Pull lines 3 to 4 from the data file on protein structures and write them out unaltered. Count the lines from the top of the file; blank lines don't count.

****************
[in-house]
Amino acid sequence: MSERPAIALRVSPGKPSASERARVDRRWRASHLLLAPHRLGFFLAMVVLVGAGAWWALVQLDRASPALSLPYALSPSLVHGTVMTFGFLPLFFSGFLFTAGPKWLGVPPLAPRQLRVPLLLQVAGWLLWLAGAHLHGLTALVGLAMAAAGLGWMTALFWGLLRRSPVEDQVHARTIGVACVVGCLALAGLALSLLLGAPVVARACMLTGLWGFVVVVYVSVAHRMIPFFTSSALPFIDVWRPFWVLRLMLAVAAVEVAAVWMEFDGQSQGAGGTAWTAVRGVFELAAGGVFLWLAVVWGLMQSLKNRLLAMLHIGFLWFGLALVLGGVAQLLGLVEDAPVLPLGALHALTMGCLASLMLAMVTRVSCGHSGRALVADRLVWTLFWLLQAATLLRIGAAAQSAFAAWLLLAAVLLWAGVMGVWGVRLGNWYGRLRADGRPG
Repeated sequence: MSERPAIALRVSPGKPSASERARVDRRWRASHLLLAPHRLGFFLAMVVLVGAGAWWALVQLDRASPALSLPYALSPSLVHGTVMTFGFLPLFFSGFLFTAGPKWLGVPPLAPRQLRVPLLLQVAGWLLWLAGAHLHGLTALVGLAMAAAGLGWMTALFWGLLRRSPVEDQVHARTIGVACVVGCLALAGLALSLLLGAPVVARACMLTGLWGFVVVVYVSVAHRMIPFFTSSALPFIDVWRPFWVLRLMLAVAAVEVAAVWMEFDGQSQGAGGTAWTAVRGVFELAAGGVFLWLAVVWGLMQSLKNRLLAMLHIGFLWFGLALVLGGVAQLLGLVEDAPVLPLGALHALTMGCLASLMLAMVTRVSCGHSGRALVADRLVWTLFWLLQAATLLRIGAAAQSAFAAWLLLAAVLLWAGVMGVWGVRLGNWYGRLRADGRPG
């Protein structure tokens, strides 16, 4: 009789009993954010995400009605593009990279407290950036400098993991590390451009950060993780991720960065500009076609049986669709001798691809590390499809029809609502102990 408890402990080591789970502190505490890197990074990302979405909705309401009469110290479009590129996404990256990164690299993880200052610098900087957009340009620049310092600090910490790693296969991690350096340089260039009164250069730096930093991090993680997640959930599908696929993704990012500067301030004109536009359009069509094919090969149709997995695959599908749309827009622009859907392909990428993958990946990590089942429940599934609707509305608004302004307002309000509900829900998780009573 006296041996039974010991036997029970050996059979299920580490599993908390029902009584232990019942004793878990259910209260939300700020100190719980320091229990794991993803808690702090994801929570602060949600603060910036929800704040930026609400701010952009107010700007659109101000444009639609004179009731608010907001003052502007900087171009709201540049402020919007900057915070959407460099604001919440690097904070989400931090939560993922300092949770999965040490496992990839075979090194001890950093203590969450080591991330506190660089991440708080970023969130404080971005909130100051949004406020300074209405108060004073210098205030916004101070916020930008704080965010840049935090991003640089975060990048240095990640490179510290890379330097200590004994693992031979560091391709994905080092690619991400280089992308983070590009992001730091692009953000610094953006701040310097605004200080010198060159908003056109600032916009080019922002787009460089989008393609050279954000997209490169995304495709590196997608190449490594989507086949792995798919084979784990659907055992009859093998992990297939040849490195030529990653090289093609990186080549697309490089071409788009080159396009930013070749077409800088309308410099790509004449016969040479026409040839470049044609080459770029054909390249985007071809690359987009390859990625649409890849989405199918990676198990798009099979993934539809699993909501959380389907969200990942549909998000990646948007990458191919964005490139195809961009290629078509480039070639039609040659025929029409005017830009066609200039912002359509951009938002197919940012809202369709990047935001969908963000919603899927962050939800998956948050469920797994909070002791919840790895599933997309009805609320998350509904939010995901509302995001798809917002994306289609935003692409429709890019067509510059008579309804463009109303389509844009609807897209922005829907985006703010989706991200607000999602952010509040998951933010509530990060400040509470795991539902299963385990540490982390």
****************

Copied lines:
Repeated sequence: MSERPAIALRVSPGKPSASERARVDRRWRASHLLLAPHRLGFFLAMVVLVGAGAWWALVQLDRASPALSLPYALSPSLVHGTVMTFGFLPLFFSGFLFTAGPKWLGVPPLAPRQLRVPLLLQVAGWLLWLAGAHLHGLTALVGLAMAAAGLGWMTALFWGLLRRSPVEDQVHARTIGVACVVGCLALAGLALSLLLGAPVVARACMLTGLWGFVVVVYVSVAHRMIPFFTSSALPFIDVWRPFWVLRLMLAVAAVEVAAVWMEFDGQSQGAGGTAWTAVRGVFELAAGGVFLWLAVVWGLMQSLKNRLLAMLHIGFLWFGLALVLGGVAQLLGLVEDAPVLPLGALHALTMGCLASLMLAMVTRVSCGHSGRALVADRLVWTLFWLLQAATLLRIGAAAQSAFAAWLLLAAVLLWAGVMGVWGVRLGNWYGRLRADGRPG
């Protein structure tokens, strides 16, 4: 009789009993954010995400009605593009990279407290950036400098993991590390451009950060993780991720960065500009076609049986669709001798691809590390499809029809609502102990 408890402990080591789970502190505490890197990074990302979405909705309401009469110290479009590129996404990256990164690299993880200052610098900087957009340009620049310092600090910490790693296969991690350096340089260039009164250069730096930093991090993680997640959930599908696929993704990012500067301030004109536009359009069509094919090969149709997995695959599908749309827009622009859907392909990428993958990946990590089942429940599934609707509305608004302004307002309000509900829900998780009573 006296041996039974010991036997029970050996059979299920580490599993908390029902009584232990019942004793878990259910209260939300700020100190719980320091229990794991993803808690702090994801929570602060949600603060910036929800704040930026609400701010952009107010700007659109101000444009639609004179009731608010907001003052502007900087171009709201540049402020919007900057915070959407460099604001919440690097904070989400931090939560993922300092949770999965040490496992990839075979090194001890950093203590969450080591991330506190660089991440708080970023969130404080971005909130100051949004406020300074209405108060004073210098205030916004101070916020930008704080965010840049935090991003640089975060990048240095990640490179510290890379330097200590004994693992031979560091391709994905080092690619991400280089992308983070590009992001730091692009953000610094953006701040310097605004200080010198060159908003056109600032916009080019922002787009460089989008393609050279954000997209490169995304495709590196997608190449490594989507086949792995798919084979784990659907055992009859093998992990297939040849490195030529990653090289093609990186080549697309490089071409788009080159396009930013070749077409800088309308410099790509004449016969040479026409040839470049044609080459770029054909390249985007071809690359987009390859990625649409890849989405199918990676198990798009099979993934539809699993909501959380389907969200990942549909998000990646948007990458191919964005490139195809961009290629078509480039070639039609040659025929029409005017830009066609200039912002359509951009938002197919940012809202369709990047935001969908963000919603899927962050939800998956948050469920797994909070002791919840790895599933997309009805609320998350509904939010995901509302995001798809917002994306289609935003692409429709890019067509510059008579309804463009109303389509844009609807897209922005829907985006703010989706991200607000999602952010509040998951933010509530990060400040509470795991539902299963385990540490982390």